A detailed biography of Albānī. It provides an excellent contextualization of the books he wrote. It also contains a list of unpublished books.

  • Brown, Jonathan. The Canonization of al-Bukhārī and Muslim. Leiden, The Netherlands: Brill, 2007.

    DOI: 10.1163/ej.9789004158399.i-431

    The status of Bukhārī and Muslim has been a contentious issue in modern Islam. This excellent work contains a detailed discussion of Albānī’s views on the authenticity and status of these two canonical works.

  • Brown, Jonathan. Hadith Muhammad’s Legacy in the Medieval and Modern World. Oxford: Oneworld, 2009.

    An excellent introduction to the science of ḥadīth. This provides a good overview of Albānī’s ḥadīth methodology.

  • Brown, Jonathan. “Even If It’s Not True It’s True: Using Unreliable Ḥadīths in Sunni Islam.” Islamic Law and Society 18 (2011): 1–52.

    DOI: 10.1163/156851910X517056

    This article broadly covers the stance of Sunni scholars toward weak ḥadīth. It highlights Albānī’s role as one of the strongest opponents to the use of weak ḥadīth.

  • Brown, Jonathan. “Is Islam Easy to Understand or Not? Salafis, the Democratization of Interpretation and the Need for the Ulema.” Journal of Islamic Studies 26.2 (2014): 117–144.

    DOI: 10.1093/jis/etu081

    Explores the role of the ʿulamā’ in Salafi circles. It also contains an excellent discussion on the Salafi rhetoric against traditional institutions. Albānī is mentioned among the other anti-tradition scholars.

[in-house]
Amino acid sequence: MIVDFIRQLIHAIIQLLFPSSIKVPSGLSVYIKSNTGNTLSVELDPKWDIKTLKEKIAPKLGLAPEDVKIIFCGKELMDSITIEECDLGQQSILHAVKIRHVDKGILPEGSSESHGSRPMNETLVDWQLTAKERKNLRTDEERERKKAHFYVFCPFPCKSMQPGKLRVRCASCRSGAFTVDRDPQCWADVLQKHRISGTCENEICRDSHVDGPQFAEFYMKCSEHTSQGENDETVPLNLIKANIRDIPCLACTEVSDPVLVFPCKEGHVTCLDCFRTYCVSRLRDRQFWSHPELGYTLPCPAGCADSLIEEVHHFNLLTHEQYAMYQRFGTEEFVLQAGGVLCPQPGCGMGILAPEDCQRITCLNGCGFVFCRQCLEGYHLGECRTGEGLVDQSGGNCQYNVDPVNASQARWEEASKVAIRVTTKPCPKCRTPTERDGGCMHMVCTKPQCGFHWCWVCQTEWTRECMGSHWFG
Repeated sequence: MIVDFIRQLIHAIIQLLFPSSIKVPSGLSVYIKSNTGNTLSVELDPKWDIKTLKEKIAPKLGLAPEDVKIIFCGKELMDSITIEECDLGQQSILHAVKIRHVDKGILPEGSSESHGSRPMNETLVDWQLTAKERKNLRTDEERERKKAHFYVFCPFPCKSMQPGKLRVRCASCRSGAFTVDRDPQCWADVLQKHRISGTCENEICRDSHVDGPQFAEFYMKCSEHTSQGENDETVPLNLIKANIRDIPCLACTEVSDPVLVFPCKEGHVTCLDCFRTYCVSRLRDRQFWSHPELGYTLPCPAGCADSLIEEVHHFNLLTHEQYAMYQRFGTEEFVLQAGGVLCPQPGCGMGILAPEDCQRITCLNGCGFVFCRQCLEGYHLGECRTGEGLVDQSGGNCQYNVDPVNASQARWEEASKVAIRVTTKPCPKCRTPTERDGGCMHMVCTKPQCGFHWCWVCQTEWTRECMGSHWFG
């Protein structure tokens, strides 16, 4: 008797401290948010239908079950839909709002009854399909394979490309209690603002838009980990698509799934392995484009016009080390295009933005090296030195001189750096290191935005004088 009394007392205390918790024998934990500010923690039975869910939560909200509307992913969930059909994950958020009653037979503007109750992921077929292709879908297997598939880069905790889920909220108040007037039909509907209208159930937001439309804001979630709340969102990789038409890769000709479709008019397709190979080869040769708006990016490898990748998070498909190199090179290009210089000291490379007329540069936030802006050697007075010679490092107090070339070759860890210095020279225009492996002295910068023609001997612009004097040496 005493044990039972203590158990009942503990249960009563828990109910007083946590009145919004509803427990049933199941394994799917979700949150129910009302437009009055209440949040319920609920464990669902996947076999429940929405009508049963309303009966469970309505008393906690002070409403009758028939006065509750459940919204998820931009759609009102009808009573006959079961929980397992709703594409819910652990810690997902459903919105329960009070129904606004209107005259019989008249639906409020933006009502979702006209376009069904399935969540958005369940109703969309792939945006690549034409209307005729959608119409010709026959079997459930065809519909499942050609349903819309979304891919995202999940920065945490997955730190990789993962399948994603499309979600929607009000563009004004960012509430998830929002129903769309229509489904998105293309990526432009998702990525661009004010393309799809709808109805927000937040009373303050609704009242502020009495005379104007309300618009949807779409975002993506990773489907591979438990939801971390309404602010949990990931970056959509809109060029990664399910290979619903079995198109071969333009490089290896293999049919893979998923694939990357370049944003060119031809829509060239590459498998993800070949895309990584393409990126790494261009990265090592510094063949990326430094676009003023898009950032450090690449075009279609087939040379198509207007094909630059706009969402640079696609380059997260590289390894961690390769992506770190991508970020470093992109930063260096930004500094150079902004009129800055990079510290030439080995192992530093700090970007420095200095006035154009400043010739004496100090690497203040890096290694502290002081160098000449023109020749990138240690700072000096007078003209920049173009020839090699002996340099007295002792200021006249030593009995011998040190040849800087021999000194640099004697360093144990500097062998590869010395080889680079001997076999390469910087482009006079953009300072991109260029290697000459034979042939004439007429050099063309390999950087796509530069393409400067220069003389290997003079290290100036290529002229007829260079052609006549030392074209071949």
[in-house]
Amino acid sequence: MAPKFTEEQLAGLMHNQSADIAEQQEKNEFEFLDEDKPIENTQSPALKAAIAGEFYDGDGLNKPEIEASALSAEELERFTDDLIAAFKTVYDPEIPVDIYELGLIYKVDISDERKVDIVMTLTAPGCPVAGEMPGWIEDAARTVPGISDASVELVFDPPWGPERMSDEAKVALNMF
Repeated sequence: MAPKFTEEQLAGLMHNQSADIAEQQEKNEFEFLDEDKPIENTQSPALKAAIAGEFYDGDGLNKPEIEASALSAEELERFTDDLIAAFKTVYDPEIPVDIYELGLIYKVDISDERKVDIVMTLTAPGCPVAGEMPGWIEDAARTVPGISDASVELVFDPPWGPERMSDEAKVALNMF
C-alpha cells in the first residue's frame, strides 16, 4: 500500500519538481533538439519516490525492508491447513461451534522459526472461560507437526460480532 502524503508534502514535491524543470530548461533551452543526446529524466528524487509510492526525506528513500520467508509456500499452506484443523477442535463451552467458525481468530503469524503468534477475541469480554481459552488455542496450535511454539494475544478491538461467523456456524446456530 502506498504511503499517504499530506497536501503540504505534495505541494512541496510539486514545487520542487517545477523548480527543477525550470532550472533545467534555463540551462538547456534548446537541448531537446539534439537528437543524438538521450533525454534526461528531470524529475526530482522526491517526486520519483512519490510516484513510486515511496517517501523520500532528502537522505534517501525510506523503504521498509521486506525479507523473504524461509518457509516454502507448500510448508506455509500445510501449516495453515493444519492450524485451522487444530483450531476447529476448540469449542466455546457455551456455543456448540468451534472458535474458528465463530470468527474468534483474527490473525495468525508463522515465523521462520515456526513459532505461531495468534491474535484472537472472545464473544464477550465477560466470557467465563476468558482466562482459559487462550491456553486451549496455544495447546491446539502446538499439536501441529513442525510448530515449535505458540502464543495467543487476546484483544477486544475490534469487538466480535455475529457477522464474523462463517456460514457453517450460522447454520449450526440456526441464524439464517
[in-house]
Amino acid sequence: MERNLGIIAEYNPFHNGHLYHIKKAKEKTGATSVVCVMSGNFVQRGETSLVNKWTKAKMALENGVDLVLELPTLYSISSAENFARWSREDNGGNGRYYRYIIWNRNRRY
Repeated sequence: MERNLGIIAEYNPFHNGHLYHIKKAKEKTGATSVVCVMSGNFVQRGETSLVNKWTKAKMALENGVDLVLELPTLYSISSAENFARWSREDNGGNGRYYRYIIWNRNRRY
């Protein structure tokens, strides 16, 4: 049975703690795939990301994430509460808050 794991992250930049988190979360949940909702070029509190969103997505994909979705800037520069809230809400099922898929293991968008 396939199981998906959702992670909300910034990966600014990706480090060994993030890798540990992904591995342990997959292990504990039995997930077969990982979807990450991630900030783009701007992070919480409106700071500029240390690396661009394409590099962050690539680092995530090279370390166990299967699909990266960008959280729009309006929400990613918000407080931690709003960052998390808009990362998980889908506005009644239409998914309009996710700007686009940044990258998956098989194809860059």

• Hamdeh, Emad. “The Formative Years of an Iconoclastic Salafi Scholar.” Muslim World 106.3 (2016): 411–432.

    DOI: 10.1111/muwo.12157

    This article provides a translation of one of Albānī’s autobiographical interviews. It sheds light on the biographical details of Albānī’s formative years, namely, his sour relationship with his father, quarrels with the Albanian community in Syria, and his controversial professorship at the University of Medina. This is the only academic article to date that provides a detailed analysis of Albānī’s formative years.

  • Hamdeh, Emad. “Qurʾān and Sunna or the Madhhabs?: A Salafi Polemic Against Islamic Legal Tradition.” Islamic Law and Society 24.3 (June 2017a): 1–43.

    An annotated translation of Albānī’s lecture titled “Misconceptions Surrounding Salafism (Shubuh Ḥawl al-Salafiyya).” In this lecture Albānī attempted to defend Salafism against its anti-madhhab image. The introduction includes a detailed discussion on Albānī’s polemics and rhetorical strategies Albānī uses to discredit Islamic legal tradition.